News Ltd., the Australian subsidiary of News Corp., has pre-empted any parliamentary inquiry by announcing an internal investigation into the possibility of similar malpractice. When questioned in an interview with Reuters , CEO and Chairman of News Ltd. John Hartigan claimed to be "Hugely confident that there is no improper or unethical behaviour in our newsrooms."

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newsrooms_and_journalism/2011/07/regulation_regulation_regulation.php

Author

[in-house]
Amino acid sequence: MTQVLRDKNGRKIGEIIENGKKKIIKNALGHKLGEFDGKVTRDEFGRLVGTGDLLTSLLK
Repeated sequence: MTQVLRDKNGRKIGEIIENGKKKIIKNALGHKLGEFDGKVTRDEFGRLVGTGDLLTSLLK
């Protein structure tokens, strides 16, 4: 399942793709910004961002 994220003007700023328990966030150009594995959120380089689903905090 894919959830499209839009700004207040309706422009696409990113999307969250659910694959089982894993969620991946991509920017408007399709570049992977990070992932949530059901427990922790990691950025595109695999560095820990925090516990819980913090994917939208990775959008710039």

Katherine Travers

Date

2011-07-15 15:21

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Bloggers are the free agents of journalism. Less constrained than any free-lance writer, they have the ability to write exactly what they choose; a blogger is at liberty to be the voice of dissent, to argue for the underrepresented or oppressed and, in short, say what nobody else is going to say.

These privileges arise from uncensored publishing. Although the strength of the blog lies in fact that it can represent an individual voice, how can we know how information is gathered and whether the writer(s) of the blog is employing ethical and honest practices in writing? Is it possible, is it right, to unite the blogoshpere under a code of ethical practice?